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NY Fashion Week boasts of comfort

fashion-and-trends Updated: Sep 09, 2012 00:06 IST

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Despite tough economic times, New York Fashion Week — the start of a month of spring-summer 2013 shows — began on a confident note on Thursday, with collections from BCBG Max Azria and Nicholas K.

With consumers’ morale at a relative low, Max and Lubov Azria at BCBG Max Azria offered up a decidedly sexy, feminine collection for next summer — nothing too provocative, with lots of lace and transparent garments. There was a nearly all black-and-white look from the designer couple, with a few flashes of coral. Most dresses were sleeveless, but hemlines were demure — most past the knee and several to the floor.

But the lace detailing and sheer fabrics offered hints of the sexy BCBG Max Azria woman beneath. Christopher Kunz and his sister Nicholas, who design the Nicholas K line, offered comfortable looks for men and women for next summer in muted tones of brown, beige and khaki at their show in Lincoln Center. “Everyone is going back to organic kind of lifestyle,” said Nicholas, adding that the siblings had taken inspiration from the 1970s film, Soylent Green to create an apocalyptic nomad look.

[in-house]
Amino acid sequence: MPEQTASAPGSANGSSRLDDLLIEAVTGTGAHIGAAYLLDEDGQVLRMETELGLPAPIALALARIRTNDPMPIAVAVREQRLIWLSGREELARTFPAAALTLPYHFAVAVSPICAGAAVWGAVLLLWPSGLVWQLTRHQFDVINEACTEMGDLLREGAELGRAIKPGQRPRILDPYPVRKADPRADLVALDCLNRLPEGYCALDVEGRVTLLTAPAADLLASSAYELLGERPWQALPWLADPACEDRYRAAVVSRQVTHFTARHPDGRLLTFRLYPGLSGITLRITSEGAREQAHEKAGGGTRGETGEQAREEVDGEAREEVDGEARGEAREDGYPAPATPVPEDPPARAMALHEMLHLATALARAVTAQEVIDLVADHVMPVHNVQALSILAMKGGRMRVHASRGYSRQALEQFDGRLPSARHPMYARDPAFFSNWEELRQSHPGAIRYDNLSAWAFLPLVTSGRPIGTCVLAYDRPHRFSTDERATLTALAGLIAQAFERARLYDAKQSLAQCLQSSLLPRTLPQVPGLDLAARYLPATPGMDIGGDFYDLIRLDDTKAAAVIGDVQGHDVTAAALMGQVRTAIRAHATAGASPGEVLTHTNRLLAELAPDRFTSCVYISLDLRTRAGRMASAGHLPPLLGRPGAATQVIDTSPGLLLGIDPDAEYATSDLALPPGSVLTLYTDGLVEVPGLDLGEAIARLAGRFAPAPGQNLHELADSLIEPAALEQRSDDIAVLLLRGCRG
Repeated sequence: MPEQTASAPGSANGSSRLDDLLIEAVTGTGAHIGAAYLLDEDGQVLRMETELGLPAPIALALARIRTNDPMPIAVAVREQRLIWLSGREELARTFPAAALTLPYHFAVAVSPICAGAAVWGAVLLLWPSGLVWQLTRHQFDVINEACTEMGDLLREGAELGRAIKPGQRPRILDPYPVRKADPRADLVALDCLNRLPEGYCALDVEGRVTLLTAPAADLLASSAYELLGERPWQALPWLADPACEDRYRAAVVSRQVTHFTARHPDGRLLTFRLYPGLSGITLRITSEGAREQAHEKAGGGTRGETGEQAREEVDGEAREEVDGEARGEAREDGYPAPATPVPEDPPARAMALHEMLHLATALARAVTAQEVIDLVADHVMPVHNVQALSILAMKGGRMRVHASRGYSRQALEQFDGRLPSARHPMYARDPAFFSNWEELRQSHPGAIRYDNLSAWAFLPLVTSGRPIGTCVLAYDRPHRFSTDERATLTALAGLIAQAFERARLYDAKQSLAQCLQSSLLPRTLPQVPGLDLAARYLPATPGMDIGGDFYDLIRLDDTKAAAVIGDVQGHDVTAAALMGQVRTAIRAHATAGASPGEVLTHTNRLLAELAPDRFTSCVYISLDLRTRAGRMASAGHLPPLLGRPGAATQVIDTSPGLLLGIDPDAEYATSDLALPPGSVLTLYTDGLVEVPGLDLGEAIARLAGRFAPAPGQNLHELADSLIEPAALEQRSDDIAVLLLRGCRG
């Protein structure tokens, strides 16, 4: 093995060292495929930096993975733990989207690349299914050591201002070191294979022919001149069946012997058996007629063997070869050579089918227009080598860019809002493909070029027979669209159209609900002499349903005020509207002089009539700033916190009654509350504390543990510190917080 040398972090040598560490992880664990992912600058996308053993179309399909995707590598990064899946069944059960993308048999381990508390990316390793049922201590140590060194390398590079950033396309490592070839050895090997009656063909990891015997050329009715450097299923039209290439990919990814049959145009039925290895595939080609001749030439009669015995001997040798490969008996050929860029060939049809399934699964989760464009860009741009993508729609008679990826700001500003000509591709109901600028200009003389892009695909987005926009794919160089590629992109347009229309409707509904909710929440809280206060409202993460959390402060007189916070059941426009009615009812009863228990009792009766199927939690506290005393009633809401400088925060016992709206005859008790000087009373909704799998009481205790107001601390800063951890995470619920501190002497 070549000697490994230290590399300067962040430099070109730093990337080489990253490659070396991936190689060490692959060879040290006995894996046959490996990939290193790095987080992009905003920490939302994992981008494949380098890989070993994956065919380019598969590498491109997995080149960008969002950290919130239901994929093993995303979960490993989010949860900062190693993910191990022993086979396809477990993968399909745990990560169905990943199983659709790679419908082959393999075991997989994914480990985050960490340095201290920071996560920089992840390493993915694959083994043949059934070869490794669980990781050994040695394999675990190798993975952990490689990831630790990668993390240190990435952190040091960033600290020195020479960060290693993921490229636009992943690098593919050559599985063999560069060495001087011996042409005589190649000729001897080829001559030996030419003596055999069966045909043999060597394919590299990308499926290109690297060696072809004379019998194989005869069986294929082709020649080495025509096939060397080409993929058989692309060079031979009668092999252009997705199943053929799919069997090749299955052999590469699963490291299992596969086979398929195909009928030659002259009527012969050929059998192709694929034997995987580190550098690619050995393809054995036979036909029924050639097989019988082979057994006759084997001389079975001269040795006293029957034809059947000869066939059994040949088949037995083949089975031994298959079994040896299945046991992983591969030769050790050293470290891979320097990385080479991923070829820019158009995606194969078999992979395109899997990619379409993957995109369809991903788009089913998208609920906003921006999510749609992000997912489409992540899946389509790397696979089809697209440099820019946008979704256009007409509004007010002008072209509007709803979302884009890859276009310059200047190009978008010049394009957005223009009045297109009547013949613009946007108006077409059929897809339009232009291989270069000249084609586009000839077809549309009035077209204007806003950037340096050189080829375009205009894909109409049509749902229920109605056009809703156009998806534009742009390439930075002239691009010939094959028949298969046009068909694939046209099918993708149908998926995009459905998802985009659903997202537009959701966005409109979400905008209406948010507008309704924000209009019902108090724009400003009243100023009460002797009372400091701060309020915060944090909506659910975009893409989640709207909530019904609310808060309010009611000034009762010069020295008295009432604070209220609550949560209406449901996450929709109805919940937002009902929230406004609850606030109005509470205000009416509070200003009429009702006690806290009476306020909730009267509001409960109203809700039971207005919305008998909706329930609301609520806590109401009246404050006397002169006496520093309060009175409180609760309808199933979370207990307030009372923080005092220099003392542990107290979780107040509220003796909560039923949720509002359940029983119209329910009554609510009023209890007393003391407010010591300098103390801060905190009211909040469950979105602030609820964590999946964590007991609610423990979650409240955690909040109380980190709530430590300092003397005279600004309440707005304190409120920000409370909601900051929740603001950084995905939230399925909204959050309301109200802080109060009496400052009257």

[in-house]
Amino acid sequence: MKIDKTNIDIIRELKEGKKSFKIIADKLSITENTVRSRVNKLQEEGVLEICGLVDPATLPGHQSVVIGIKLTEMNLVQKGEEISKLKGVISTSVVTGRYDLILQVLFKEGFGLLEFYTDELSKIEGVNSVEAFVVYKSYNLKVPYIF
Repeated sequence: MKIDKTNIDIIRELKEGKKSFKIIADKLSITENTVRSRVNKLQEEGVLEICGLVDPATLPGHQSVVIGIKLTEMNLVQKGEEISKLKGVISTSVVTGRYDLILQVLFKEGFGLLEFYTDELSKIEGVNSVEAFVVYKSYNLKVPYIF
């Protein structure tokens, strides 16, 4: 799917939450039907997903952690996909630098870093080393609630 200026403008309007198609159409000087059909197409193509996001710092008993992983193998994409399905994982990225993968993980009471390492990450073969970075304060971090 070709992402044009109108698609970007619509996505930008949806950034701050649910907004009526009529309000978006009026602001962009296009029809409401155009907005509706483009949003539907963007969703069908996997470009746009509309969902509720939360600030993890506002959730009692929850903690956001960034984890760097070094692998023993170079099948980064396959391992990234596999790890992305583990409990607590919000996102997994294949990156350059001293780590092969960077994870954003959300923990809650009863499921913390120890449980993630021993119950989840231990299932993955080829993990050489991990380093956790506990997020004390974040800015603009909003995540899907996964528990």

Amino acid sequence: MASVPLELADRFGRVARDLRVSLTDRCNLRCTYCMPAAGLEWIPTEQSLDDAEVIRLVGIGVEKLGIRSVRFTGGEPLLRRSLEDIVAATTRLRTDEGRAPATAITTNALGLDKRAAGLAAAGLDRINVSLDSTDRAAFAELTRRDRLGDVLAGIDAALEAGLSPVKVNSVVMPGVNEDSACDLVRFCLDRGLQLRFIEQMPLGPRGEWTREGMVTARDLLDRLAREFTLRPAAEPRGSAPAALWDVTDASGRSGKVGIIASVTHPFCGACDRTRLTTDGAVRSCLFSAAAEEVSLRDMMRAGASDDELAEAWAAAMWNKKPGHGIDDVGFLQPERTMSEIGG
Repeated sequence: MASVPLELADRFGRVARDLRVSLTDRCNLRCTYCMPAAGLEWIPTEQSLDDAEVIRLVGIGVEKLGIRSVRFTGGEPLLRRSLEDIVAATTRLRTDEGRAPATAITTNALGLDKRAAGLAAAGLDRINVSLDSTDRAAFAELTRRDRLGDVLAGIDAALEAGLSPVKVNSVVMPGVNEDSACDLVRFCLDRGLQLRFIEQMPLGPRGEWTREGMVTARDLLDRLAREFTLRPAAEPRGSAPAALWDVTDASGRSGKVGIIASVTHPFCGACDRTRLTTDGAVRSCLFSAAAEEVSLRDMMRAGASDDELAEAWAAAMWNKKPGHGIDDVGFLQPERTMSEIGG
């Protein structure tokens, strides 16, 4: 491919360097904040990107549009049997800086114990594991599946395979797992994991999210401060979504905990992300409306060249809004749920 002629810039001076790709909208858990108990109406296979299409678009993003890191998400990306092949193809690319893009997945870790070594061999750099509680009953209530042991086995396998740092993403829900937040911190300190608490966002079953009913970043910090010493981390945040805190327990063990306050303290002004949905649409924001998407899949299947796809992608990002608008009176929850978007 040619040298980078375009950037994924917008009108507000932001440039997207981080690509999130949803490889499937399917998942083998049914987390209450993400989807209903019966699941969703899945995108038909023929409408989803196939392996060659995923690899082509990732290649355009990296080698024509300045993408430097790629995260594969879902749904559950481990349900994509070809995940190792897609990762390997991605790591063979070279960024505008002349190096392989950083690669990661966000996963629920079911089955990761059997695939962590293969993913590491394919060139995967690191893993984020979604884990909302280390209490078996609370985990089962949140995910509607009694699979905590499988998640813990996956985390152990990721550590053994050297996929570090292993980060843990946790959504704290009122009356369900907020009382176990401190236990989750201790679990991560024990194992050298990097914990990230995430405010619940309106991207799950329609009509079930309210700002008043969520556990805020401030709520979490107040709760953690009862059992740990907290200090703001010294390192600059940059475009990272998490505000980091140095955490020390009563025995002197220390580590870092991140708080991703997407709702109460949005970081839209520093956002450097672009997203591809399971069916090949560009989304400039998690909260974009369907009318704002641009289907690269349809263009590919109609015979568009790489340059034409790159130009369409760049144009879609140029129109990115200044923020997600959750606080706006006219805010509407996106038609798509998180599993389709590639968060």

In order to reach a wider audience than the select style editors and industry buyers invited to view the runway shows, fashion week organisers broadcast both shows live on a giant screen in Times Square.

Shows later in the day from Richard Chai and Japan’s Tadashi Shoji — who made headlines for dressing Oscar winner Octavia Spencer earlier this year — were also to be shown on the big screen. Veterans on the schedule include Helmut Lang on Friday; Carolina Herrera, Donna Karan, Marc Jacobs and Oscar de la Renta on Monday and Tuesday, and Ralph Lauren and Calvin Klein when fashion week winds up next Thursday.

New York is followed by similar events in London on September 14 to 18, Milan on September 19 to 25 and Paris on September 27 to October 3.

But for Scott Stoddart, dean of the School of Liberal Arts at the Fashion Institute of Technology, New York still reigns supreme. “When I look at the shows from Paris and Milan, I don’t see fashion that women can wear — I see fashion that is inspiring or creative but it is not stuff that I want,” Stoddart said.

“We buy fashion not just to sit around but to wear it. American designers really have this balance.”